At the finish line, the party continues with more winery stations, food trucks, live music and more.
Why Me, God?
Stunned and shocked Leola Harmon saw a huge trailer truck drift into her lane. The driver was slumped over the wheel. There was no chance to avoid a head on collision! She smashed into the windshield, slammed back against the steering wheel and then was hurled through the glass onto a snowbank in Anchorage, Alaska. Barely conscious and coming out of a daze, she heard a voice saying, “It’s alive – I saw it move!” She was an “it”, mutilated beyond recognition. Even in her shattered state, as an air force nurse at Elmendorf Hospital in Nov., 1968, she realized the implications of that statement.
At that hospital, staff stared in horror at the sight of their emaciated friend. They seemed paralyzed into inaction. Dr. J. Stallings burst into the room and took charge. “I’ll do the tracheotomy. Gary, you work on her legs. Ray, get a venocath into her – she’ll need blood and fluids. Major, tell X-ray to stand by. Nurse, call the operating room to get ready for orthopedic, obstetrics, general surgery, plastics and dental work. Round up every specialist on the base.”
Leola was 5 months pregnant, the baby was stillborn. Her husband came in with grief and pain on his face but when he saw the ‘frightening stranger’ he left without a word or a touch. In less than two years they divorced. “Give me 2 to 5 years to make you at least presentable,” the doctor told her. “God saved your life. Now it’s up to us to make the most of it. If you have the guts, I have the time and the skills.”
She lost her baby, her husband, her wellbeing and even her identity in one fell swoop. The swollen, discolored, distorted, toothless mass of tissue that was left comprised only a third of her face. It took years of plastic surgery, dental work and grafts from other parts of her body to rebuild. There were 35 operations in 7 years, including 4 innovative surgeries created by the doctor. Even after she was released from the hospital, two Girl Scouts selling cookies were so frightened when she answered the door that they dropped the cookies and fled.
Eventually returning to work she became that doctor’s research assistant and emergency nurse. Patients identified with her. When Dr. Stallings was gone for two months on an exchange appointment prior to setting up his own practice in Des Moines, Leola missed him terribly. His absence during those two months made her realize how dependent she had become on him. He wanted her to come with him as his nurse. But she decided it would not look good for a single nurse to follow a single doctor to Des Moines. She resolved to tell him when he returned that she would not be able to come. He responded by admitting to her that she was right and that he had missed her too. In a fumbling manner the doctor who was so in charge and so confident in his abilities had to muster the courage to say, “I think we should get married before we go there.” Leola became the wife of Dr. James O. Stallings and thanked God for giving her the answer to “Why Me?”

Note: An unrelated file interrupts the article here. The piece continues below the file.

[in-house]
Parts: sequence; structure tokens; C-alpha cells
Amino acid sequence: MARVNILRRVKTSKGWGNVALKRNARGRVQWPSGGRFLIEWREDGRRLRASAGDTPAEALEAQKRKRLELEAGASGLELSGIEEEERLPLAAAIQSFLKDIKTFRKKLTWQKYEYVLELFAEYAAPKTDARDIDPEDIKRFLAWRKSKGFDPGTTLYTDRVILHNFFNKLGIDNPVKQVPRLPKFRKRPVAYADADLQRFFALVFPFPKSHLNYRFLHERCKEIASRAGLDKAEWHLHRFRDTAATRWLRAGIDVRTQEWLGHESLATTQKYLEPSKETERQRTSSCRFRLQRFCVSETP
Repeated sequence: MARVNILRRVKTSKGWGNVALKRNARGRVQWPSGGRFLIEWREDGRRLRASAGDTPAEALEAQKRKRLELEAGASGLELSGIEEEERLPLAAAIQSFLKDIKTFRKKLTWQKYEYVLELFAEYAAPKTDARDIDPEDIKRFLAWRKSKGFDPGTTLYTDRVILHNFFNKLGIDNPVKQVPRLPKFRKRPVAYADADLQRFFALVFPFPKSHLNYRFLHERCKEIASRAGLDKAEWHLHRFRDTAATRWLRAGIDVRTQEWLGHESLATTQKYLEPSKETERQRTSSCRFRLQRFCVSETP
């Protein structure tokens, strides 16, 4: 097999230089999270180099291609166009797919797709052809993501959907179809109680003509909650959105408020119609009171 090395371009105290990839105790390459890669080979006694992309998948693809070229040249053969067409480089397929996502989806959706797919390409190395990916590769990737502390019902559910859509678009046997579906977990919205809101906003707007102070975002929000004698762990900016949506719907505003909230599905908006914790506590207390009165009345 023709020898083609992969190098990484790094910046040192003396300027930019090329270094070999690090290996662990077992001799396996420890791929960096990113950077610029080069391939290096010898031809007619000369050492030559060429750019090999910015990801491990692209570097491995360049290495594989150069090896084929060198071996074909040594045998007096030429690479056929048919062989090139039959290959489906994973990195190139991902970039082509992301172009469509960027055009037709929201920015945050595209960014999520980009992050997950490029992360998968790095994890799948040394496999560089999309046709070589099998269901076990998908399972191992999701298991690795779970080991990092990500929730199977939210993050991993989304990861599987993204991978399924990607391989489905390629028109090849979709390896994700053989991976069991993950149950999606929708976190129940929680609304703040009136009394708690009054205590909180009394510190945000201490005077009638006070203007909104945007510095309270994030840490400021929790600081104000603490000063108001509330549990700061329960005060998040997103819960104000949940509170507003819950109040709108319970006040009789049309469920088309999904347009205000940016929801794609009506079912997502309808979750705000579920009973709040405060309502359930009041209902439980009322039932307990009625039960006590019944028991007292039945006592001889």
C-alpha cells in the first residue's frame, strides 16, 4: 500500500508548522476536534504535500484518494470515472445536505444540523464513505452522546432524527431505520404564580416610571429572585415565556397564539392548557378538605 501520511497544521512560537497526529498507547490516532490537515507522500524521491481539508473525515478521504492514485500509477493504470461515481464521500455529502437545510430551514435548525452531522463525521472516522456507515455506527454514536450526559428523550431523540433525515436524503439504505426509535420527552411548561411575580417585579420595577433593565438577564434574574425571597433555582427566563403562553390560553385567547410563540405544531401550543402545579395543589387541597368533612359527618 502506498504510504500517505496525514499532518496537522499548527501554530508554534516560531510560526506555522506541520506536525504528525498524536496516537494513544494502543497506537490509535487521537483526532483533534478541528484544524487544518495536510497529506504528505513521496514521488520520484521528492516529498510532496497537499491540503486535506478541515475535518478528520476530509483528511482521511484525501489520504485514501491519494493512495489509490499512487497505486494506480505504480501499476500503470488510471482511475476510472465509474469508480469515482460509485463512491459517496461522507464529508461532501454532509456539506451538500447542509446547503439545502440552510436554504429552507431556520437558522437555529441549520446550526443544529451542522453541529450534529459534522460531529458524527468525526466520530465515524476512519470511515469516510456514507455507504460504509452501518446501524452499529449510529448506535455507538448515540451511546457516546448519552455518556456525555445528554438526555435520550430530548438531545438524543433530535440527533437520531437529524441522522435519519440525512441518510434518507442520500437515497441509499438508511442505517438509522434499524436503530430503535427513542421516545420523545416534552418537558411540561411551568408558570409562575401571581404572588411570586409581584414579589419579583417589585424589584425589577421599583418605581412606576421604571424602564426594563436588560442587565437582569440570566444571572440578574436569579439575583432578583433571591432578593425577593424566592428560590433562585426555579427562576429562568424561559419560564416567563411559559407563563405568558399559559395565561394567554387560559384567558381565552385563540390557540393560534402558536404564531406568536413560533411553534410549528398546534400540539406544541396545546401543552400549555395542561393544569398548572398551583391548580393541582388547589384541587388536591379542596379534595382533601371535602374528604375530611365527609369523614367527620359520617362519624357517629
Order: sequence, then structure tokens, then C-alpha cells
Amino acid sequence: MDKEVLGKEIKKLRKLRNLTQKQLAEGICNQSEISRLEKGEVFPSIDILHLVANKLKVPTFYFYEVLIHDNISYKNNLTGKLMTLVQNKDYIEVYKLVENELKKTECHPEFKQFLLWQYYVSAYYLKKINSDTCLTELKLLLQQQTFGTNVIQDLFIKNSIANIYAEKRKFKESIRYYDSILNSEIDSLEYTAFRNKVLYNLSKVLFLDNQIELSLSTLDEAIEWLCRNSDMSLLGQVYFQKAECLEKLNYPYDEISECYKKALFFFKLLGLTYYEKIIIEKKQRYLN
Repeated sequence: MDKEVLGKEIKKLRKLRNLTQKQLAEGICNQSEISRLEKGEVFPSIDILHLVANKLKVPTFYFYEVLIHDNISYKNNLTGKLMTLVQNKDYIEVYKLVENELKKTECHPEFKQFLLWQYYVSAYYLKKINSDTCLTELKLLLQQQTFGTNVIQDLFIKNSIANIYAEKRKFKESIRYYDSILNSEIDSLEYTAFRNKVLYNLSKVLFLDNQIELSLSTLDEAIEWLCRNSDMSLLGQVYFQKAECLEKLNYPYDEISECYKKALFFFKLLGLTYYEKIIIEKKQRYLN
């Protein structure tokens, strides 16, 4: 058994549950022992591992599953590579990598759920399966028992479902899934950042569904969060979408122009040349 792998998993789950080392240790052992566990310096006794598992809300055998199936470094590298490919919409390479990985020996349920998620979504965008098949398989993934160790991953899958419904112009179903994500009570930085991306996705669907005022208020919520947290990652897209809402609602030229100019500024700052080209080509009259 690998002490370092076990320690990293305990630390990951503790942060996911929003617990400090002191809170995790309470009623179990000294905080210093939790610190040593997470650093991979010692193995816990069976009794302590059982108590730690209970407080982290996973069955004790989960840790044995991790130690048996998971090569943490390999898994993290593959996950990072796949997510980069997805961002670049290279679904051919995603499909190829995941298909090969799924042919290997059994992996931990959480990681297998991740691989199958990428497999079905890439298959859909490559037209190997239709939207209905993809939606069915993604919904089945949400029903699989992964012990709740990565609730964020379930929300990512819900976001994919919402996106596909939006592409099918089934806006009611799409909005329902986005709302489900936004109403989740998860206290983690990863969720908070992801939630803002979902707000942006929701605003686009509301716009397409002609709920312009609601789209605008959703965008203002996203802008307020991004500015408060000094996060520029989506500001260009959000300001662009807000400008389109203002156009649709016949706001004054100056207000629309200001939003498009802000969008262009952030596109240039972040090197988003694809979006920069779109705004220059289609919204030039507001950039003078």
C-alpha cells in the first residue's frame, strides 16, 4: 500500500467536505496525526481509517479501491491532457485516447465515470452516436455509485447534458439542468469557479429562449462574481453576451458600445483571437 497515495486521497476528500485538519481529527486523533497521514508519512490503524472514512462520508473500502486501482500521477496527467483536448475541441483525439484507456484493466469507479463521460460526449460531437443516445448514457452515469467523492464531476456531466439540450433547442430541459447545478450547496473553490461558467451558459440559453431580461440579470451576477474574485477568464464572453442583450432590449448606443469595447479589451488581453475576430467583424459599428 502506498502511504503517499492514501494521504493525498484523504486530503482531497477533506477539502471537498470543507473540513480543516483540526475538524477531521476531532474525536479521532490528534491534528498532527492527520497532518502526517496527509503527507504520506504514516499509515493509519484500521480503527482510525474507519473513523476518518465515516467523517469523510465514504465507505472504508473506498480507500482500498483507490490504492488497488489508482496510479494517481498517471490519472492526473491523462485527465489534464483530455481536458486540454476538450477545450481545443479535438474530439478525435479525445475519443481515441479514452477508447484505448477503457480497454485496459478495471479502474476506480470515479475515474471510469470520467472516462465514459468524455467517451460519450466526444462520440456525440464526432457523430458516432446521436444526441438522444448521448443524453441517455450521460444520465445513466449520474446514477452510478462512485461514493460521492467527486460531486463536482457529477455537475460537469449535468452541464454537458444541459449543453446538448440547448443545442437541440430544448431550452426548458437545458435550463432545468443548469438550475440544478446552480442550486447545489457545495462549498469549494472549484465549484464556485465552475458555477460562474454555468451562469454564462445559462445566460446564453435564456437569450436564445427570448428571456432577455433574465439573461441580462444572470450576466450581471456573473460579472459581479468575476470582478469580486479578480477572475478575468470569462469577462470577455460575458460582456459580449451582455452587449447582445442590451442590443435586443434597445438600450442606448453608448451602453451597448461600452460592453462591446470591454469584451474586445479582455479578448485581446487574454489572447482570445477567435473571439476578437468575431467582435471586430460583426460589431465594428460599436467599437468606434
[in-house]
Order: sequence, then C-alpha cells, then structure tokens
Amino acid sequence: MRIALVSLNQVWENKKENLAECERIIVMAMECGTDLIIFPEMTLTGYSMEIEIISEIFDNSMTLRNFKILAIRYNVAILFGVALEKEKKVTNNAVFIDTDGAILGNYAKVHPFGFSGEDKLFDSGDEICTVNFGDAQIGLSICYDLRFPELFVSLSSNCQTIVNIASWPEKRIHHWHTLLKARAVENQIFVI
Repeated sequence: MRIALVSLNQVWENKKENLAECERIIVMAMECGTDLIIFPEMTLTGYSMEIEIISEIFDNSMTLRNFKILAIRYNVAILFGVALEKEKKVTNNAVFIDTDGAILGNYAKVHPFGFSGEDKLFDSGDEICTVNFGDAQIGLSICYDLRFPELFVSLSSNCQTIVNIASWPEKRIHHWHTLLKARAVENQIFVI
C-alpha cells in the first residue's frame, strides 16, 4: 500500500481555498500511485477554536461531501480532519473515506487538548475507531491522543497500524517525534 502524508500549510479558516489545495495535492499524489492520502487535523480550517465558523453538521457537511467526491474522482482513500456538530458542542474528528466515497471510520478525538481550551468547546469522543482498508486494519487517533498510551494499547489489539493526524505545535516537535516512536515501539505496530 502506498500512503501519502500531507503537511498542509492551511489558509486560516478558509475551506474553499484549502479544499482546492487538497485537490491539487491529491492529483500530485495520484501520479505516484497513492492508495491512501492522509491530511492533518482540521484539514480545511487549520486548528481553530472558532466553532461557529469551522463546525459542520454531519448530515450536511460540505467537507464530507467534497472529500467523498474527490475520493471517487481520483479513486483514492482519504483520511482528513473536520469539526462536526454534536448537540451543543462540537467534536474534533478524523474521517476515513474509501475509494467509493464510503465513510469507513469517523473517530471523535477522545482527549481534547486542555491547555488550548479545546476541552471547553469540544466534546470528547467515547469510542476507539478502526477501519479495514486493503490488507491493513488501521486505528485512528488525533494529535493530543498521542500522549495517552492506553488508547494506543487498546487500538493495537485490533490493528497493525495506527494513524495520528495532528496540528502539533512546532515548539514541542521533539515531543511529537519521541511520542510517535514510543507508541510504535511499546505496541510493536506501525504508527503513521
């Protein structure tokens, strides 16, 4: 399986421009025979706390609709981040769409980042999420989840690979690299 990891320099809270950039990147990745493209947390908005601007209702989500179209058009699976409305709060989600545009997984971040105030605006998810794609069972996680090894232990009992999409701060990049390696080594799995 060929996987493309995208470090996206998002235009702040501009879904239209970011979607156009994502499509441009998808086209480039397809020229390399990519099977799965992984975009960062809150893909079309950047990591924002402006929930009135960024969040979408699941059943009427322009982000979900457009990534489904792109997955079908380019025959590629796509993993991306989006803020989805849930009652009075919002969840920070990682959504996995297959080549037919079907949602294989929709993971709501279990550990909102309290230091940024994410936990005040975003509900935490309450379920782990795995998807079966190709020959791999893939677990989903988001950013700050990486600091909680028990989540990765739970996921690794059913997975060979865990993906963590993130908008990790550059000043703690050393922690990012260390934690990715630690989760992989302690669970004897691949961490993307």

The road to recovery or success often leads through tough times.
Casting is the art of finding the right people to play the characters in a theater or film production. Sometimes Pee Wee Herman, sometimes Dwayne Johnson is best for the part. The choices for cast members can flavour the result in very significant ways. Peter O’Toole as Hamlet provides a different experience than if I play that part. To cast is to throw out, so we could cast out the casting call to invite actors to audition
To cast is to throw but in a particular way. We don’t cast a baseball. We do cast a net. To cast is more like flinging, to throw in a fan shape or like when you throw the bed sheet out over the mattress. When I imagine casting my arms are making a horizontal arc and I’m using both of them. Then we have casting the dice, which can be with one hand or two. Casting a glance does not use my hands at all
Anyone can cast a shadow, to place themselves in front of a light-source in an otherwise dark place. It can be said that a certain person casts a long shadow, meaning their reputation is known far and wide. To say she casts little is to say that she gives little out from her, maybe shy, maybe withholding, maybe entangled within herself, not generous or not approachable. What kind of shadow do you choose to cast?
One can cast doubt about another. How do we do that? To cast is a verb and casting a pair of dice is definitely a physical act, but casting doubt? You can cast doubt about someone by innuendo all the way up to an out loud accusation. If I become suspicious of another the doubt has been cast, whether by me or by you. Once doubt has been cast, oh oh, the relationship is impaired, what was solid and true before is not so any longer
A casting is a mold that is used to make things, like out of molten metal or liquid plastic or even play doh. Making tools out of iron was primarily done use a casting, a reverse shape of the thing to be made, like maybe a frying pan or a cannon. The casting is the vessel into which the molten material is poured. If you and I were castings, what could we be making more of in the world? What are we making?